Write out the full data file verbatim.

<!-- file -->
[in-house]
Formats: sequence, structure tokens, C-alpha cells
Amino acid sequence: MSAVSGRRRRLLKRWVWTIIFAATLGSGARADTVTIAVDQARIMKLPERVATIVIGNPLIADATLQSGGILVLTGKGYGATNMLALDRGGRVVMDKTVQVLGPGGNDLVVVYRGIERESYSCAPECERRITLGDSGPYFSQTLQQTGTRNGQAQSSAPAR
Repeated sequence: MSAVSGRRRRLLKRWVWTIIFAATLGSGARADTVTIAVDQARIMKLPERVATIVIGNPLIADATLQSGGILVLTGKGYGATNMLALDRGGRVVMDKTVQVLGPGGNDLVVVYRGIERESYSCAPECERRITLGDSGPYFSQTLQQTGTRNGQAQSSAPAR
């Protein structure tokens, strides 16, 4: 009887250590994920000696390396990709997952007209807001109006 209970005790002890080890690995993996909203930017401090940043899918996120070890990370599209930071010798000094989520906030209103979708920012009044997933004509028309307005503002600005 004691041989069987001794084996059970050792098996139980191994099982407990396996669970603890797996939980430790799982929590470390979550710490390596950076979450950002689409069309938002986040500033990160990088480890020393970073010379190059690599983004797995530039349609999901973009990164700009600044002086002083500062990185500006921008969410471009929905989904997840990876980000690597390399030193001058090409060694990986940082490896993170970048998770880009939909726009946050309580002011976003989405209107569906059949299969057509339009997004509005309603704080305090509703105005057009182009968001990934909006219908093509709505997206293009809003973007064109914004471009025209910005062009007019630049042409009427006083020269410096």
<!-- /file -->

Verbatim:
[in-house]
Formats: sequence, structure tokens, C-alpha cells
Amino acid sequence: MSAVSGRRRRLLKRWVWTIIFAATLGSGARADTVTIAVDQARIMKLPERVATIVIGNPLIADATLQSGGILVLTGKGYGATNMLALDRGGRVVMDKTVQVLGPGGNDLVVVYRGIERESYSCAPECERRITLGDSGPYFSQTLQQTGTRNGQAQSSAPAR
Repeated sequence: MSAVSGRRRRLLKRWVWTIIFAATLGSGARADTVTIAVDQARIMKLPERVATIVIGNPLIADATLQSGGILVLTGKGYGATNMLALDRGGRVVMDKTVQVLGPGGNDLVVVYRGIERESYSCAPECERRITLGDSGPYFSQTLQQTGTRNGQAQSSAPAR
């Protein structure tokens, strides 16, 4: 009887250590994920000696390396990709997952007209807001109006 209970005790002890080890690995993996909203930017401090940043899918996120070890990370599209930071010798000094989520906030209103979708920012009044997933004509028309307005503002600005 004691041989069987001794084996059970050792098996139980191994099982407990396996669970603890797996939980430790799982929590470390979550710490390596950076979450950002689409069309938002986040500033990160990088480890020393970073010379190059690599983004797995530039349609999901973009990164700009600044002086002083500062990185500006921008969410471009929905989904997840990876980000690597390399030193001058090409060694990986940082490896993170970048998770880009939909726009946050309580002011976003989405209107569906059949299969057509339009997004509005309603704080305090509703105005057009182009968001990934909006219908093509709505997206293009809003973007064109914004471009025209910005062009007019630049042409009427006083020269410096």